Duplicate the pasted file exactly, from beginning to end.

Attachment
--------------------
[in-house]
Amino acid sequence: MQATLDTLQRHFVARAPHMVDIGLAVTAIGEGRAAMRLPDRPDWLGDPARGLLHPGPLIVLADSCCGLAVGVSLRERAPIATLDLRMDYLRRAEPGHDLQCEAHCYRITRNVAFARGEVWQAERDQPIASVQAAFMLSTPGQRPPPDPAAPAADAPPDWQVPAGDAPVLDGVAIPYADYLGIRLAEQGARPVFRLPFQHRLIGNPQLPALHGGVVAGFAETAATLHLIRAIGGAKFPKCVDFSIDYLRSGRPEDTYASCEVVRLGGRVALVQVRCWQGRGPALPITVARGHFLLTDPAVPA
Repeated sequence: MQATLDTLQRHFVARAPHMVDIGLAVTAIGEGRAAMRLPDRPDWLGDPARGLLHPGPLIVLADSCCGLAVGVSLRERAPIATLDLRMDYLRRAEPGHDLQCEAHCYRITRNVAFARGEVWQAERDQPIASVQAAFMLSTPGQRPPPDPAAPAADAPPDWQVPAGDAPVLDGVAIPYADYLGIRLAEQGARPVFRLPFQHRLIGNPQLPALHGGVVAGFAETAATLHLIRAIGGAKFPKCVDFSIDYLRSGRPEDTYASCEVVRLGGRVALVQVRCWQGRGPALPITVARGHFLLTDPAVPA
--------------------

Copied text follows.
[in-house]
Amino acid sequence: MQATLDTLQRHFVARAPHMVDIGLAVTAIGEGRAAMRLPDRPDWLGDPARGLLHPGPLIVLADSCCGLAVGVSLRERAPIATLDLRMDYLRRAEPGHDLQCEAHCYRITRNVAFARGEVWQAERDQPIASVQAAFMLSTPGQRPPPDPAAPAADAPPDWQVPAGDAPVLDGVAIPYADYLGIRLAEQGARPVFRLPFQHRLIGNPQLPALHGGVVAGFAETAATLHLIRAIGGAKFPKCVDFSIDYLRSGRPEDTYASCEVVRLGGRVALVQVRCWQGRGPALPITVARGHFLLTDPAVPA
Repeated sequence: MQATLDTLQRHFVARAPHMVDIGLAVTAIGEGRAAMRLPDRPDWLGDPARGLLHPGPLIVLADSCCGLAVGVSLRERAPIATLDLRMDYLRRAEPGHDLQCEAHCYRITRNVAFARGEVWQAERDQPIASVQAAFMLSTPGQRPPPDPAAPAADAPPDWQVPAGDAPVLDGVAIPYADYLGIRLAEQGARPVFRLPFQHRLIGNPQLPALHGGVVAGFAETAATLHLIRAIGGAKFPKCVDFSIDYLRSGRPEDTYASCEVVRLGGRVALVQVRCWQGRGPALPITVARGHFLLTDPAVPA